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Photographer's Note

Harvest Scene

This is a small portion of a harvest scene from the tomb of Menna, scribe to Tuthmosis IV. A surveyor measures the crop, and tax collectors punish those who fail their quotas. Below is the threshing floor. The grain is winnowed with wooden paddles then scribes record its volume.

Menna was an Egyptian noble whose official title was “Scribe of the fields of the Lord of the Two Lands of Upper and Lower Egypt.”

He is thought to have been the overseer for the Temple of Amun at Karnak, inspecting the work on the land, supervising and recording the yield of the harvests, and prosecuting defaulters. Being a scriber gave Menna very high prestige in the ancient Egyptian society because few people could read and write in hieroglyphs.

Menna is buried in a private tomb located on the West Bank at Luxor on the hill of Sheikh ‘Abd el-Qurna in the central part of the ancient city of Thebes. The area, known as the Tombs of the Nobles, has 146 numbered tombs. These tombs are some of the most beautiful private tombs on the West Bank. They are referred to as being T-shaped. The entrance is a corridor leading into a wide vestibule, and then a short corridor leads into a long chapel with a small niche in its rear.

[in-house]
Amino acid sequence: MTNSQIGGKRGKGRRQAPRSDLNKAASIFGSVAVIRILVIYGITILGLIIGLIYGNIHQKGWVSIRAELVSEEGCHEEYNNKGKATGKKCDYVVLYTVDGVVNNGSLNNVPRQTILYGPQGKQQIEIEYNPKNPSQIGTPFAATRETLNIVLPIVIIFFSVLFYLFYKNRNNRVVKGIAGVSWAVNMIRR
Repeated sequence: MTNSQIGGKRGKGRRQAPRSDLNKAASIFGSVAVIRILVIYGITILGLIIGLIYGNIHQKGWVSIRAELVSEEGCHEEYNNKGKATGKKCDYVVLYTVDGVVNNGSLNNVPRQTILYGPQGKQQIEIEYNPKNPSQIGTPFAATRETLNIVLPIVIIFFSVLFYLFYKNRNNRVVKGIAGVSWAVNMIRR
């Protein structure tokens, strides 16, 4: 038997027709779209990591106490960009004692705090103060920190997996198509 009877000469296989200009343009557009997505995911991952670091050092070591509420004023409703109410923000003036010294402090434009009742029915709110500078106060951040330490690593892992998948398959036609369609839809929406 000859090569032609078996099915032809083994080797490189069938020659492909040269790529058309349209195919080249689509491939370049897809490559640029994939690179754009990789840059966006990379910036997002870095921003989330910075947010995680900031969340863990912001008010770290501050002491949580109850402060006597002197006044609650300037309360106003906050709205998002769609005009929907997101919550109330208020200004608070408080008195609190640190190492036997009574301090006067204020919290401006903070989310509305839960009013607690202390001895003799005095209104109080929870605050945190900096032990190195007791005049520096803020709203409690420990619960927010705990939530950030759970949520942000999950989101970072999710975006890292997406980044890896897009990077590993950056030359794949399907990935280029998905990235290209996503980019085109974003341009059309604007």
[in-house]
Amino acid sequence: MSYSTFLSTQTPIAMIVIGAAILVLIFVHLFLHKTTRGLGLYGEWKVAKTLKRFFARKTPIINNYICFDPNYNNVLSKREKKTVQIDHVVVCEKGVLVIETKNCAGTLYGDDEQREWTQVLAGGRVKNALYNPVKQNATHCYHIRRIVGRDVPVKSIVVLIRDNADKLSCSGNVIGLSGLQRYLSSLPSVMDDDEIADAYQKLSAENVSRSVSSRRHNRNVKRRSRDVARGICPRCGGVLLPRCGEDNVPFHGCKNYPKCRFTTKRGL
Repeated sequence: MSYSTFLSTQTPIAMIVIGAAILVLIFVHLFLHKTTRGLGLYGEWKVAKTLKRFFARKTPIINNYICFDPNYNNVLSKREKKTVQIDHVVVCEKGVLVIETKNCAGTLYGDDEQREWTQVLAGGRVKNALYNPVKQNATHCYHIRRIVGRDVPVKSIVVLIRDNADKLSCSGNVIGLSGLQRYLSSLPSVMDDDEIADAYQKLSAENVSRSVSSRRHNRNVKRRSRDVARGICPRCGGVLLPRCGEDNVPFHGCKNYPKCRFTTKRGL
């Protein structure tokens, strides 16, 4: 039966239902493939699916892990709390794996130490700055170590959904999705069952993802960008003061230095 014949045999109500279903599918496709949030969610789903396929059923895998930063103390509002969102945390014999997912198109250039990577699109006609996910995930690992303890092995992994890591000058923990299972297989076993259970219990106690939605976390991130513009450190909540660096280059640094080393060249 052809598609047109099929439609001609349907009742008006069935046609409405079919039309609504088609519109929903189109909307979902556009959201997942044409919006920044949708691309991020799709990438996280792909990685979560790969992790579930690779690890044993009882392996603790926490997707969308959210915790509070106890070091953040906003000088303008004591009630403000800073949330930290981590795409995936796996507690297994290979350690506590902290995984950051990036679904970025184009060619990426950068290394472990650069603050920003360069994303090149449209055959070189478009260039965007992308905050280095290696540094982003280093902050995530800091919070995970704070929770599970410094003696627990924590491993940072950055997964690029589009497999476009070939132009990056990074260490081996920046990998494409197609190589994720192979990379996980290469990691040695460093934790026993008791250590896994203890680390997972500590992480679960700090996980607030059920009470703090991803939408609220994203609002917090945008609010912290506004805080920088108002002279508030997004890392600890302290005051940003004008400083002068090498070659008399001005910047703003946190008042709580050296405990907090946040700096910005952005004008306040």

Menna’s tomb (No. 69), approximately 3,400 years old, was constructed around 1400-1390 BC during the reign of Tuthmosis IV and his successor Amenhotep III. The sophisticated paintings in this tomb are among the most complete in the Theban necropolis. They depict Menna’s everyday life in agriculture and his family life including his wife, Henuttawi, their two sons and four daughters.

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Additional Photos by Betty Jones (BWJ) Gold Star Critiquer/Gold Note Writer [C: 458 W: 0 N: 919] (3094)
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